In praise of Lomo 800
Old 06-25-2019   #1
Huss
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In praise of Lomo 800

Many peeps are mourning the apparent passing of ISO 800 films from Fuji and I guess Kodak (they still make Portra 800).
But Lomo is still kickin! I think Kodak makes their 800, but what you need to know is that it is very affordable, available and gives sweet results.

Buy Lomo 800! Post your pics here!

These two taken with Leica R9, 50 Lux, Lomo 800, negativelabpro.com





I rated the film at ISO 500, just because. Metered using the kamera's matrix pattern.
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Old 06-25-2019   #2
CharlesDAMorgan
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Shot a roll for the first time this weekend. A wonderful film (if a bit fast for bright sunlight!)

Leica M2 with 35mm f2.8 Zeiss Biogon C



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I do all my own black and white developing at home.
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Old 06-25-2019   #3
brbo
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All Lomo 35mm color negative film is made by Kodak.
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Old 06-25-2019   #4
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Quote:
Originally Posted by brbo View Post
All Lomo 35mm color negative film is made by Kodak.
It does say made in usa on it but some still claim made in china!
Is the lomo tiger 110 film also made by kodak?
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Old 06-25-2019   #5
retinax
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I've written it before, I hope someone makes an 800 black and white film. I want shadow detail as well as healthy contrast and affordable price, so 400 or "3200" iso films are not a good substitute... And with designer grain technology it would certainly possible to have grain as fine as a traditional 400 iso film.
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Old 06-25-2019   #6
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Quote:
Originally Posted by retinax View Post
I've written it before, I hope someone makes an 800 black and white film. I want shadow detail as well as healthy contrast and affordable price, so 400 or "3200" iso films are not a good substitute... And with designer grain technology it would certainly possible to have grain as fine as a traditional 400 iso film.
Both 3200 speed films are near 800 in reality. They are designed to be pushed to 3200. Tmax is IIRC around 800 and Delta is around 1000. Use a fine grain developer and you have what you want. Easy peasy.
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Old 06-25-2019   #7
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c’mon dont hold back w those lomo 800 images!
Colton, I’m sure u must have some.
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Old 06-25-2019   #8
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Take with the LCA 120:

[IMG]Spring 2018 by David O, on Flickr[/IMG]
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Old 06-25-2019   #9
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nice composition David. Is that some art project?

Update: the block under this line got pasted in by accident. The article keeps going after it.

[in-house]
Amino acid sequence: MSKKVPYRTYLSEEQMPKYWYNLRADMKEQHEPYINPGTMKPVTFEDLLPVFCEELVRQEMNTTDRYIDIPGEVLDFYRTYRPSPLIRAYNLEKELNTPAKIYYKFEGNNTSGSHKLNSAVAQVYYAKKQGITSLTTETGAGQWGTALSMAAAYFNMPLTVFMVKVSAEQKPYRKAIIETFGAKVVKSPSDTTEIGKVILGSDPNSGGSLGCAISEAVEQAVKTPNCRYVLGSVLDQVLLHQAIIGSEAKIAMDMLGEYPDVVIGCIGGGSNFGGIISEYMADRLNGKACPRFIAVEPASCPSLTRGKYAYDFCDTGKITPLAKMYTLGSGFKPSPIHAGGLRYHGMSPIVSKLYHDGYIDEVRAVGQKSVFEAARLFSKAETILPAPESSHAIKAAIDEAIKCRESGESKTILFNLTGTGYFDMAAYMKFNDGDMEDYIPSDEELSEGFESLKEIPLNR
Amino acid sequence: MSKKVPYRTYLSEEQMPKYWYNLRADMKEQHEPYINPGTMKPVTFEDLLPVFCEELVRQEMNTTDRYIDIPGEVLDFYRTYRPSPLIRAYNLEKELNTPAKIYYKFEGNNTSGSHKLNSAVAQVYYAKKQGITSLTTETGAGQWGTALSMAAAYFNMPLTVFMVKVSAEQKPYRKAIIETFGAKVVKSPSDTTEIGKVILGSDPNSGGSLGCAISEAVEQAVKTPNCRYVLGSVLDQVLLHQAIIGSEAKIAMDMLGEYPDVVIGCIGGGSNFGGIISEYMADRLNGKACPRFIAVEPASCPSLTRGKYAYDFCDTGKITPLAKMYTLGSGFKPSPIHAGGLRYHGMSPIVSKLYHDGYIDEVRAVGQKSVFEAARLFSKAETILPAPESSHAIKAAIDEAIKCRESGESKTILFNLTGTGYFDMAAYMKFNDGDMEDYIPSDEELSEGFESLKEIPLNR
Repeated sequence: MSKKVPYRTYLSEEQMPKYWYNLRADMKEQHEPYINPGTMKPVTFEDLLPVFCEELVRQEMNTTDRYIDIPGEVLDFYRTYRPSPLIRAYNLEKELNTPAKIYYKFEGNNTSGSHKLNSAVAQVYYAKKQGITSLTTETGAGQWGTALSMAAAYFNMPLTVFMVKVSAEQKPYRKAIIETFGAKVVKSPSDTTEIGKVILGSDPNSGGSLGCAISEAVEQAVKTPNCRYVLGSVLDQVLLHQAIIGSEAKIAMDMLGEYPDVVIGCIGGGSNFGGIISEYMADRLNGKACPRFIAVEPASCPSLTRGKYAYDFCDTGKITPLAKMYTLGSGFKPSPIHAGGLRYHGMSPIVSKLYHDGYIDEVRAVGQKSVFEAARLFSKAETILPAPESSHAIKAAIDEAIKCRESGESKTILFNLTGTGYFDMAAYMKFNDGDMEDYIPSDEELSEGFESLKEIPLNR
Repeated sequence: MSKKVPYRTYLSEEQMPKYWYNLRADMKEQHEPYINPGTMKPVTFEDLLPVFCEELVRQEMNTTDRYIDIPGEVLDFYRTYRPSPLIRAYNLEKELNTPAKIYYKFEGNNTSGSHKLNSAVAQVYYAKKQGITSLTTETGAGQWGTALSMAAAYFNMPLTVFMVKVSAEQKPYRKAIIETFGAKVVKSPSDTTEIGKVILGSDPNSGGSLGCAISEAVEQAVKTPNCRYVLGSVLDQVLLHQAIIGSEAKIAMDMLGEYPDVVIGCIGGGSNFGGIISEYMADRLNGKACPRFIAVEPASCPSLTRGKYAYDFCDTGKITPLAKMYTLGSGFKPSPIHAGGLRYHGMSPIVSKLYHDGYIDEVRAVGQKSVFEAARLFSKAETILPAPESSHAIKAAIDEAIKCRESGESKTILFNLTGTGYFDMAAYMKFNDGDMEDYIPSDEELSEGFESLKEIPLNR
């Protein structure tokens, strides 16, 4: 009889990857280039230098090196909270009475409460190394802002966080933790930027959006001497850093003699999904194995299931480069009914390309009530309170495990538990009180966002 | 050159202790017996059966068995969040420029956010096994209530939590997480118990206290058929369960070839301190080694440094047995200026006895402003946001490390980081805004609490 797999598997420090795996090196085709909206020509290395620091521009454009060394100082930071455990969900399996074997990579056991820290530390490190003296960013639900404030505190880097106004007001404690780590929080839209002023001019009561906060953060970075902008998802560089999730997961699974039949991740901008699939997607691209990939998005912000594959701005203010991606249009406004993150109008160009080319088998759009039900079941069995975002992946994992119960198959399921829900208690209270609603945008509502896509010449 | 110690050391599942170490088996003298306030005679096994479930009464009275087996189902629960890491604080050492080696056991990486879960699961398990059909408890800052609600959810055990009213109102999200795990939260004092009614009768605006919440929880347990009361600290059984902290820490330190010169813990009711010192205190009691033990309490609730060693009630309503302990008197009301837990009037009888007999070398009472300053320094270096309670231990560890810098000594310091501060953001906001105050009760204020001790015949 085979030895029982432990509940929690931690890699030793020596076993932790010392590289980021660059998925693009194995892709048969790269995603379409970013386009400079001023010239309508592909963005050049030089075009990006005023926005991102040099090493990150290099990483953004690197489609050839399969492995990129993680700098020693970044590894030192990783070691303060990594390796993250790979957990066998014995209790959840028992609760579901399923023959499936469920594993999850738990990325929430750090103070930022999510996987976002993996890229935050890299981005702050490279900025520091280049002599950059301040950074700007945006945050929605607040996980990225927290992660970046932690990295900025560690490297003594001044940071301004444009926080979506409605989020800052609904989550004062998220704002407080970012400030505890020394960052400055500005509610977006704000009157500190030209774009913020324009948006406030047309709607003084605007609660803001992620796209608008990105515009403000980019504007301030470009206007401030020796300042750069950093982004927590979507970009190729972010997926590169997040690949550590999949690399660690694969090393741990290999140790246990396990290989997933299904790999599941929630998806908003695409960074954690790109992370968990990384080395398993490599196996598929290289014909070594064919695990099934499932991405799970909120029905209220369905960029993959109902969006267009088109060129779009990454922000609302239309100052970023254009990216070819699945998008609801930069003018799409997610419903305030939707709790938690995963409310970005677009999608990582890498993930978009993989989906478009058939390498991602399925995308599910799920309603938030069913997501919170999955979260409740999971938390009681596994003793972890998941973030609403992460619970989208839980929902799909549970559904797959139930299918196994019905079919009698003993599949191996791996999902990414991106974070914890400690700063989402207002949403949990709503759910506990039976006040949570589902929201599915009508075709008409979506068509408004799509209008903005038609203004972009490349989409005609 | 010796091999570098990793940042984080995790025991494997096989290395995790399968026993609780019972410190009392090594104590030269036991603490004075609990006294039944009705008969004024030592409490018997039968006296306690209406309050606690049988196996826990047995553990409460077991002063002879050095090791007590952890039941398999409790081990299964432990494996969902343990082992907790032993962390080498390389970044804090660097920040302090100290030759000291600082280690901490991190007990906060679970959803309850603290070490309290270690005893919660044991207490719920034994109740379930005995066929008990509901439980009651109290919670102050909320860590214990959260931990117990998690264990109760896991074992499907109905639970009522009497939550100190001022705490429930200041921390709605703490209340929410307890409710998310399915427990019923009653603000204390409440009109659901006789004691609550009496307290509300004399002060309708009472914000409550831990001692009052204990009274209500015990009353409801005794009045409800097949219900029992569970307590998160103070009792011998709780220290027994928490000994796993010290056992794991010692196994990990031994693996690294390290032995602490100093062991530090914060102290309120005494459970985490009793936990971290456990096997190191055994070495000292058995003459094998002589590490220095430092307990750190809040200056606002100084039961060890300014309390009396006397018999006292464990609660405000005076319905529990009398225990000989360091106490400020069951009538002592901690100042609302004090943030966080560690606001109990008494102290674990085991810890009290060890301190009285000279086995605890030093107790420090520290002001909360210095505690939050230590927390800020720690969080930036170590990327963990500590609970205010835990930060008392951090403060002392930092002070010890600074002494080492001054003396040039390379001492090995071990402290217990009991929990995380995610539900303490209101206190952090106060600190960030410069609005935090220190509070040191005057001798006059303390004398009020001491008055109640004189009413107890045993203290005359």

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Old 06-25-2019   #10
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Thanks. That is at the Smithsonian.
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Old 06-25-2019   #11
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Leica R9, Summilux 50, Lomo 800, Z7 scan, negativelabpro.com

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Old 06-25-2019   #12
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Old 06-25-2019   #13
retinax
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Quote:
Originally Posted by PRJ View Post
Both 3200 speed films are near 800 in reality. They are designed to be pushed to 3200. Tmax is IIRC around 800 and Delta is around 1000. Use a fine grain developer and you have what you want. Easy peasy.
I know, that's why I put "3200" in in quotation marks. But price and contrast (as they are designed to be pushed, as you say) are not what I prefer and I doubt sharpness will be all that good in a fine grain developer... But I haven't experimented because of price.
Sorry for hijacking the thread, the Lomo 800 images look great, I'd try it, should I shoot colour neg film.
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Old 06-25-2019   #14
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Have you tried Kodak Tmax400 shot at 800 and developed normally? My friend Keith Moss, an Ilford Artisan partner and specialist film photographer has recommended I try it as there is very little difference and you develop it, according to Kodak, for the same time.
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Film amateur with a few rangefinders - Leica III, M2/M3, Werra 3 and Zeiss Super Ikonta 534/16 medium format.

Apart from that have a Rolleiflex 3.5F, the odd Minolta XD7, Hasselblad 500cm, a Topcon Super D and an Intrepid 5x4 large format (not the half of it but I am clearing them out, honest).

I do all my own black and white developing at home.
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Old 06-25-2019   #15
retinax
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Quote:
Originally Posted by CharlesDAMorgan View Post